I joined the UK’s leading mobile phone / cell retailer a few years ago. This was in November in the run up to the key holiday trading period. I was their first ever supply chain / logistics professional.
Within days of my arrival the seasonal stock started to be delivered from the phone manufacturers following huge orders from the Purchasing team. This was completely uncoordinated resulting in many supplier deliveries arriving at the same time. Despite the size of the retailer it had a very small warehouse with one loading bay for both goods in and out. Articulated trucks had to be reversed in requiring someone to hold up the traffic on a 3-lane road while it manoeuvred and reversed in!
The result of this was a warehouse that was now full with more stock arriving. At this point the basic wms stopped working as did the only fork lift truck. Every aisle was double stacked with pallets. Pickers were now climbing the racking 2 or 3 rows high to get stock for stores. Stock could not only not get in but pretty much couldn’t get out.
The warehouse manager was calmly trying to pick store orders alongside his team. Like them, he rolled in at 8:30 and left at 18:00 having claimed overtime payments for the last hour, apparently oblivious to the storm brewing around him.
The ensuing chaos was entertaining (at least in hindsight) to watch. The business was completely incapable of dealing with either the size it had grown to or the impact of a seasonal sales peak. All of the intellectual resource had gone into customer service and technical training for frontline staff. There was no basic retailing ability to manage stock to shelf. What was amazing was how quickly a very successful company managed to go from normal operations to literal total logistical gridlock within the space of a few days.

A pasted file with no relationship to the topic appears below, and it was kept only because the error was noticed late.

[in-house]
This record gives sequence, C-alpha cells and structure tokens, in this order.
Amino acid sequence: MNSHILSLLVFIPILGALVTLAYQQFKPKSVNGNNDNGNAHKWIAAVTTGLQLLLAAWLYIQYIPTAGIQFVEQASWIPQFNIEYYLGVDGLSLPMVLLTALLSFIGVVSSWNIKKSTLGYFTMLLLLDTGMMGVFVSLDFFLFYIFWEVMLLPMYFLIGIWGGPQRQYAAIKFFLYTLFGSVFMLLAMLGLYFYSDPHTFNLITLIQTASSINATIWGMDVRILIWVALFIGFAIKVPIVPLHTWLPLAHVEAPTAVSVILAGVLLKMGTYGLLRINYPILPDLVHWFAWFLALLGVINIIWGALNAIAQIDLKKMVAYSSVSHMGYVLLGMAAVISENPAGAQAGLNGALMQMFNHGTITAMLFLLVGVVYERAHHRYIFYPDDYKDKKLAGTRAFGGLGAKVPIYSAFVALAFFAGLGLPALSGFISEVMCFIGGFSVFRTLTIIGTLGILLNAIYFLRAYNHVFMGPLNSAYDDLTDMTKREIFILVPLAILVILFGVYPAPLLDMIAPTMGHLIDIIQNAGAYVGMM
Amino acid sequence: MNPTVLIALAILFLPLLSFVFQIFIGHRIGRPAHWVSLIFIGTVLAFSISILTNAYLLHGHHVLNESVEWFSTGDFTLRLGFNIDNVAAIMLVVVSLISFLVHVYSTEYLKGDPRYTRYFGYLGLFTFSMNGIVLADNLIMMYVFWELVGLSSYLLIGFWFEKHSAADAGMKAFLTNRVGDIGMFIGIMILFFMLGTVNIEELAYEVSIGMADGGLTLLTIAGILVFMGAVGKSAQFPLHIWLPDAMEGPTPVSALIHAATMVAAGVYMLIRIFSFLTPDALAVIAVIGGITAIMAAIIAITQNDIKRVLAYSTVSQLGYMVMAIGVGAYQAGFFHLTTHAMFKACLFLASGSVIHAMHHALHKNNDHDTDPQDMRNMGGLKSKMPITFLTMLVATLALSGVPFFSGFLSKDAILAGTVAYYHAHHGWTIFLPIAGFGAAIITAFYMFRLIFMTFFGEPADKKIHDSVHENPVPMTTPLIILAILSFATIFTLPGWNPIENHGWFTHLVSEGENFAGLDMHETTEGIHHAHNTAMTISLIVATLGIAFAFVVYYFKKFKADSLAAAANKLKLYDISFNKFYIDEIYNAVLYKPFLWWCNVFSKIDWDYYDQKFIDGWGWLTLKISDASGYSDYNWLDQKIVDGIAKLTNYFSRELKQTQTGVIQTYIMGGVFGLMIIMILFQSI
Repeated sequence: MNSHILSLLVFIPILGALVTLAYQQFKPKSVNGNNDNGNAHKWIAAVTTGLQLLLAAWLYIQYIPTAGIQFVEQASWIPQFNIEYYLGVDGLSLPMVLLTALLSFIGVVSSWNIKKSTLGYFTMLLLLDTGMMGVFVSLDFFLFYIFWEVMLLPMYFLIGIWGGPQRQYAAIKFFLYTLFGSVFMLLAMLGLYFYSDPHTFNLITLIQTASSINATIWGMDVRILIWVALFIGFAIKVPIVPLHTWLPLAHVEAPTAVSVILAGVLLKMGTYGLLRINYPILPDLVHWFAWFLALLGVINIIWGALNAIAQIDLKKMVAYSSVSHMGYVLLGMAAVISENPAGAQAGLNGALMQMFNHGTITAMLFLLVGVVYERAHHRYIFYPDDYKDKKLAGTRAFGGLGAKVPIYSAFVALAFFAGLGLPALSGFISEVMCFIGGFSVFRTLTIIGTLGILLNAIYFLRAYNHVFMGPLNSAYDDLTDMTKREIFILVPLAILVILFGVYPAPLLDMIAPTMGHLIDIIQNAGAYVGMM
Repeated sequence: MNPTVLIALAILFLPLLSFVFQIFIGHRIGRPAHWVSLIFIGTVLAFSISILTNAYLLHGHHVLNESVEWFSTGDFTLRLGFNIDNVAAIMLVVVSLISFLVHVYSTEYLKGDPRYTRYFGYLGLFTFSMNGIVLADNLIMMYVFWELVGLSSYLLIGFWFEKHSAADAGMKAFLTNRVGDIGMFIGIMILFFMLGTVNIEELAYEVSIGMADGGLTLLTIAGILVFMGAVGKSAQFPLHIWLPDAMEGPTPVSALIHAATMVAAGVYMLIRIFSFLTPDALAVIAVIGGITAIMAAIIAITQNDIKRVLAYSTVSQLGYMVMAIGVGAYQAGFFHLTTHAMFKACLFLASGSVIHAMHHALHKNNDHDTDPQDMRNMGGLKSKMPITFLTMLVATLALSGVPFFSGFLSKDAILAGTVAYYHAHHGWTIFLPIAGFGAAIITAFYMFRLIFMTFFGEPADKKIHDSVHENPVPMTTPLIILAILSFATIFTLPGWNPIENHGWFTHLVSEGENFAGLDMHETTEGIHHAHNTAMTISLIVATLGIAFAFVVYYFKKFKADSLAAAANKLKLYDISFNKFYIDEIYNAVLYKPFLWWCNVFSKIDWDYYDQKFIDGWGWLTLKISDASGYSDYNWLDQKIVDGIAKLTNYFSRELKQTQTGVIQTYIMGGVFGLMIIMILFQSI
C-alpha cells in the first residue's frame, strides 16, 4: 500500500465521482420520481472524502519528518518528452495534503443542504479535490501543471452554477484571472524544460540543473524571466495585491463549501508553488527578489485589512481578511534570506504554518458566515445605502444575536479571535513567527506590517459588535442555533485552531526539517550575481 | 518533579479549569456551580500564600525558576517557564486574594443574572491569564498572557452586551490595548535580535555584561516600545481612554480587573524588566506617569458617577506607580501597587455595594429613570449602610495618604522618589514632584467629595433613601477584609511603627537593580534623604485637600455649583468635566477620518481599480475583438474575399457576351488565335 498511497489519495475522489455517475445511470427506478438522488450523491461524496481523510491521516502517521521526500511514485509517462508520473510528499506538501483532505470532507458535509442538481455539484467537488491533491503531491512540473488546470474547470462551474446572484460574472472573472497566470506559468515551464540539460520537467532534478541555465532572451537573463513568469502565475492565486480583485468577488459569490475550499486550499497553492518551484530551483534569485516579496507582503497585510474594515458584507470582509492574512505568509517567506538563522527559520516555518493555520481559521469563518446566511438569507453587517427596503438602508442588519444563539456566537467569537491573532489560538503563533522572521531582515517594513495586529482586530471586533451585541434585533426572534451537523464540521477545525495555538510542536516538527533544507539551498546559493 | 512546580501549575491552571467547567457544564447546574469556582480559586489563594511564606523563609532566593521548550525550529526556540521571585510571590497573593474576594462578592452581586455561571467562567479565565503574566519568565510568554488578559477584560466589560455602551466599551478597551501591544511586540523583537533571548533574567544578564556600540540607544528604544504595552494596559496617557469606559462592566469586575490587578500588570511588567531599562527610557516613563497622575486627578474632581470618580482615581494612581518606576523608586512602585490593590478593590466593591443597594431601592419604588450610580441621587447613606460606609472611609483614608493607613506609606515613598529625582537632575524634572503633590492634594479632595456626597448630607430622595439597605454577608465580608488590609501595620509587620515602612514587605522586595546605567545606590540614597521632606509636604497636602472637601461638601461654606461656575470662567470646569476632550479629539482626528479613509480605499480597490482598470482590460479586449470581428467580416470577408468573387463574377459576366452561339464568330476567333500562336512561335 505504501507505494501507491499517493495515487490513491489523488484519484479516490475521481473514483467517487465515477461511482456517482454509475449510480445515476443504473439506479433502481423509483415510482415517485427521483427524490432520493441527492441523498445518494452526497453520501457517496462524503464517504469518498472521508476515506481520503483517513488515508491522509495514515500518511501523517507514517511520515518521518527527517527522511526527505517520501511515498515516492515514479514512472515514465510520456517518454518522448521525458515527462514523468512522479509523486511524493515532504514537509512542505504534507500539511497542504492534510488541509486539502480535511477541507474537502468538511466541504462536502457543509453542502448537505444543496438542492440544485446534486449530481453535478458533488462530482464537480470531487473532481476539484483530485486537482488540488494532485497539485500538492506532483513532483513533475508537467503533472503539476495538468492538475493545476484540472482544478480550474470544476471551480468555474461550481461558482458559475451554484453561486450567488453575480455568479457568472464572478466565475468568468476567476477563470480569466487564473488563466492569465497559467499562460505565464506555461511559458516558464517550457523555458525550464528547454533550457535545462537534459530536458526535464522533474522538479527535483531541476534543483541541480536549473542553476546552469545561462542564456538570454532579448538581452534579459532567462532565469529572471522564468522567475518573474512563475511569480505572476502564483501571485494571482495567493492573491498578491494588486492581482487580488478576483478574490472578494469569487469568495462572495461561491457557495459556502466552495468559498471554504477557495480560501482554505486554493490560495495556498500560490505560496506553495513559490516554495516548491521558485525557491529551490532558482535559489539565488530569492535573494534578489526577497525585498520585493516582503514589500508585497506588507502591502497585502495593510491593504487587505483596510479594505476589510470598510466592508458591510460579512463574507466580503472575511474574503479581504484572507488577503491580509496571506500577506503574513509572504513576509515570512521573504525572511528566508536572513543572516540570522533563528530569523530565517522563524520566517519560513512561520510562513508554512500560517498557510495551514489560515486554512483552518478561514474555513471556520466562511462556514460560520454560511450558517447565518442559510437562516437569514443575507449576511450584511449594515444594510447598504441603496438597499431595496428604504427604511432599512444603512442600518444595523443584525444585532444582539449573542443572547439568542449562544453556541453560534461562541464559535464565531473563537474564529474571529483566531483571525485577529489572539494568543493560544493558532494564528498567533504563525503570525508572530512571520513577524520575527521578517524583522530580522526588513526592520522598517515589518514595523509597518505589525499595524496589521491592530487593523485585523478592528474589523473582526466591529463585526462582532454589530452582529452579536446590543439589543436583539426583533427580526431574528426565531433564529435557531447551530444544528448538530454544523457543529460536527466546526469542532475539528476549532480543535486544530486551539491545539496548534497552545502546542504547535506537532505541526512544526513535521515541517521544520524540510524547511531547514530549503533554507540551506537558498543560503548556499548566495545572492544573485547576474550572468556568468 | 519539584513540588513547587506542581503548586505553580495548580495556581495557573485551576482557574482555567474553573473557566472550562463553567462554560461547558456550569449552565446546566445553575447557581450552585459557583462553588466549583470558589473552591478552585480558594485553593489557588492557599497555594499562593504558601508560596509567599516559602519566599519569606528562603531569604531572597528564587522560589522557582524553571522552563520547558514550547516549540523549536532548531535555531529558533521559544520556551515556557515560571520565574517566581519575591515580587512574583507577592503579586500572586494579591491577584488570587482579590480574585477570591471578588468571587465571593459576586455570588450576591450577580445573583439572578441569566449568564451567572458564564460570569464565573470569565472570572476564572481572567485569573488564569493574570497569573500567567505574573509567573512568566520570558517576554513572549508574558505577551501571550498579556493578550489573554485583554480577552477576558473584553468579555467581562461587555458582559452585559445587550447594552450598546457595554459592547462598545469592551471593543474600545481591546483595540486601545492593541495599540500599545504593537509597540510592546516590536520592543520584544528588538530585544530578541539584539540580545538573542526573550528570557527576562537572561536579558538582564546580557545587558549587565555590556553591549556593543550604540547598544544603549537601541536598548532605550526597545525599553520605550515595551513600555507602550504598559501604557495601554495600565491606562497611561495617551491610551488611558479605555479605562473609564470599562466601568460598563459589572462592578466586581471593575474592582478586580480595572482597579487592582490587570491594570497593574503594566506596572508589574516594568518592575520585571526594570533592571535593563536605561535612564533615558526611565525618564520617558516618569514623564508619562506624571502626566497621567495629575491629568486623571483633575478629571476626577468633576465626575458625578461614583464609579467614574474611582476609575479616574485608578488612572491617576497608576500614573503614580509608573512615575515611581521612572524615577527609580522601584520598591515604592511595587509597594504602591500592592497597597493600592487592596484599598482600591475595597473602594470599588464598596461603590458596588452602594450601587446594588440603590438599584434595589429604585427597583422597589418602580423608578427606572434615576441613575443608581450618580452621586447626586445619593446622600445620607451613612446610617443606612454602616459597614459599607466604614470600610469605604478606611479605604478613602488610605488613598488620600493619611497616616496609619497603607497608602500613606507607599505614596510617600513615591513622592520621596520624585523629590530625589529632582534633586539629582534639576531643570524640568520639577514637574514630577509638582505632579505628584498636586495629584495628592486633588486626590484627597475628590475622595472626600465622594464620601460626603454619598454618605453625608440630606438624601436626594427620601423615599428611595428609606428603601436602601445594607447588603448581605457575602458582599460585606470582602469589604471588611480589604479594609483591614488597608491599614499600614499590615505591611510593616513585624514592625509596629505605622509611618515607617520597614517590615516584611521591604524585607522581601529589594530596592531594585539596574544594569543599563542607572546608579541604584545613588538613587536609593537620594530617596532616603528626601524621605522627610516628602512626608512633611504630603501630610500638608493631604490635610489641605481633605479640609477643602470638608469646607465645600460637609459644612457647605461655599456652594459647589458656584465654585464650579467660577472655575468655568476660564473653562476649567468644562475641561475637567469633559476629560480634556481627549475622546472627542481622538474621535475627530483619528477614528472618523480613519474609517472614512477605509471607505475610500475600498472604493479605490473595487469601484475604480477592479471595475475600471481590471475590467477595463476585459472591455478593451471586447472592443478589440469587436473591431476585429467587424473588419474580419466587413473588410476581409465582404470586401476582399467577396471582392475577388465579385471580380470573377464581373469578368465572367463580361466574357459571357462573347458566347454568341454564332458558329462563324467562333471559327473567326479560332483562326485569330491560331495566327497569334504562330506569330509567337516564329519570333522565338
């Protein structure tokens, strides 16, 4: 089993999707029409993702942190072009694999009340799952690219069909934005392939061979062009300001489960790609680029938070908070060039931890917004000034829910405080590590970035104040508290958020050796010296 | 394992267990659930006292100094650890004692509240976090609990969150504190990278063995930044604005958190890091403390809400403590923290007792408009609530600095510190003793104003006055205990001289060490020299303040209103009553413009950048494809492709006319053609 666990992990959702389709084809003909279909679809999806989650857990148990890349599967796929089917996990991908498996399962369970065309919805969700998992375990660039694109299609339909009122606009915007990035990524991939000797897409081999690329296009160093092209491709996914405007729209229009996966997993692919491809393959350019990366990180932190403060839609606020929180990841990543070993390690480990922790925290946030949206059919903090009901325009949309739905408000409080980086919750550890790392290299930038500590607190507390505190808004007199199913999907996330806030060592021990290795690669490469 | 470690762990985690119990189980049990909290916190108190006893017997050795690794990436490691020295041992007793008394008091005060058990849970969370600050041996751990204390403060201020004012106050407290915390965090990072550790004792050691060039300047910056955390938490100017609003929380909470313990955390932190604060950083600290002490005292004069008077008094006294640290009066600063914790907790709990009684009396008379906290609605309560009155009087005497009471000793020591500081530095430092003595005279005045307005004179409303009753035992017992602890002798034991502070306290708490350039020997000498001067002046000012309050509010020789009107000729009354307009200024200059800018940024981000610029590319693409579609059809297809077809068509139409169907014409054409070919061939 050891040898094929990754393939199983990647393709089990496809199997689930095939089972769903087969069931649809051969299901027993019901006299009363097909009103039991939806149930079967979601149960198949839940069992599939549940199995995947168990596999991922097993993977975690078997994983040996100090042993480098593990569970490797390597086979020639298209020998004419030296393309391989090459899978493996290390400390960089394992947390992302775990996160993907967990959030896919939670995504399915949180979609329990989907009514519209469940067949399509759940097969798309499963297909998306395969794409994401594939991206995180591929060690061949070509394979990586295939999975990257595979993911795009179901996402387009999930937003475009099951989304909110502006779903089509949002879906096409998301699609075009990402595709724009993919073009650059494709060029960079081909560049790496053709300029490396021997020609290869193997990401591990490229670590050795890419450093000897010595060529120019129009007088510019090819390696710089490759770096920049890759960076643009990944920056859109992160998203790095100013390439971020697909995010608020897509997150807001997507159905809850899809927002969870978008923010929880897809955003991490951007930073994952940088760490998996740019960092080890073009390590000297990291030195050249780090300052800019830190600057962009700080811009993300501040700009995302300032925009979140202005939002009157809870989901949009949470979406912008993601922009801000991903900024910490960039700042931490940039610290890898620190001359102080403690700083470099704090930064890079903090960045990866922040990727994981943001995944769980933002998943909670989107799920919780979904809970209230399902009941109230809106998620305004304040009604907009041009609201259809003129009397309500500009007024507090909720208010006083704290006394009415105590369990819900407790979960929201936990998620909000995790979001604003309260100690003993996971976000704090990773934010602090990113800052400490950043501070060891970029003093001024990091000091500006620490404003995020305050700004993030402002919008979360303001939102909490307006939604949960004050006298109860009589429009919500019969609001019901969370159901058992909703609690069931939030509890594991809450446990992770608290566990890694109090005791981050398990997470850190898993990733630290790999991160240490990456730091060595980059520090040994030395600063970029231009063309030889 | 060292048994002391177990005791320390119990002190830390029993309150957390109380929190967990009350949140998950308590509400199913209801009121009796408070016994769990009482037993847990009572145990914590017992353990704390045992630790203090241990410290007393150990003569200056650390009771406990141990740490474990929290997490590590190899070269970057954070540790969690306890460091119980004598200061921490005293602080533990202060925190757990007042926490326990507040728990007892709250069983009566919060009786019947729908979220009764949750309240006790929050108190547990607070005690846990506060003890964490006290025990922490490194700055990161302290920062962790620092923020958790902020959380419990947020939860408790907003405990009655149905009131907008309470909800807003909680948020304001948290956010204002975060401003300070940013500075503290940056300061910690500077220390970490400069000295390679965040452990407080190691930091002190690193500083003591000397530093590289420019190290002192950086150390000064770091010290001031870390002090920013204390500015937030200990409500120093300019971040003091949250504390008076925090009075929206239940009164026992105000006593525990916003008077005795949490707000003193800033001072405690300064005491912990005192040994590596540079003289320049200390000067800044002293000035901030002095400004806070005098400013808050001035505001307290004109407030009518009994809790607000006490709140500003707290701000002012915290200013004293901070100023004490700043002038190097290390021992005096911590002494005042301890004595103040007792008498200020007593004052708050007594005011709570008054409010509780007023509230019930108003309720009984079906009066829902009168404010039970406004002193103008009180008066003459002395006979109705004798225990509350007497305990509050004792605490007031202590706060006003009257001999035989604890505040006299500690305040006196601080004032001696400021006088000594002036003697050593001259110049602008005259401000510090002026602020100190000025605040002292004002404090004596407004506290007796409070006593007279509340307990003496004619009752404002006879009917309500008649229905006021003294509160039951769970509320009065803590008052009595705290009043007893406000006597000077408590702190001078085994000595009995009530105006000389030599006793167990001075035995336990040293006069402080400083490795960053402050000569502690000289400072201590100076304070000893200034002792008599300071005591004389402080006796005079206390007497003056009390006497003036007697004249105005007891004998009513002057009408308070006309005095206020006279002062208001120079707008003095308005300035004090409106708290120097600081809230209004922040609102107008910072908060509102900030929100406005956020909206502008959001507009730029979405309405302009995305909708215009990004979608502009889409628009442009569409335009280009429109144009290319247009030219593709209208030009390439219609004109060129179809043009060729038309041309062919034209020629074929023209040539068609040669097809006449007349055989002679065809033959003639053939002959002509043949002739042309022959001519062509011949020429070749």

Fortunately, some of the solutions were quite easy to identify and remedy. We immediately closed the returns warehouse and repair workshop (remember this was a time when phones were much less reliable and it was economically possible to repair them). This created a logistics workforce of twice the size. A 7-day / 2-shift operation replaced the exiting 5-day / 1-shift structure. The forklift truck was repaired and a second one hired. Suppliers were contacted and a goods-in booking system was introduced so that deliveries could be planned and didn’t turn up unannounced.
The result of all of this was their best sales ever and a only a few days where sales were really impacted. The longer term result was a warehouse 8 times larger with a professional management team!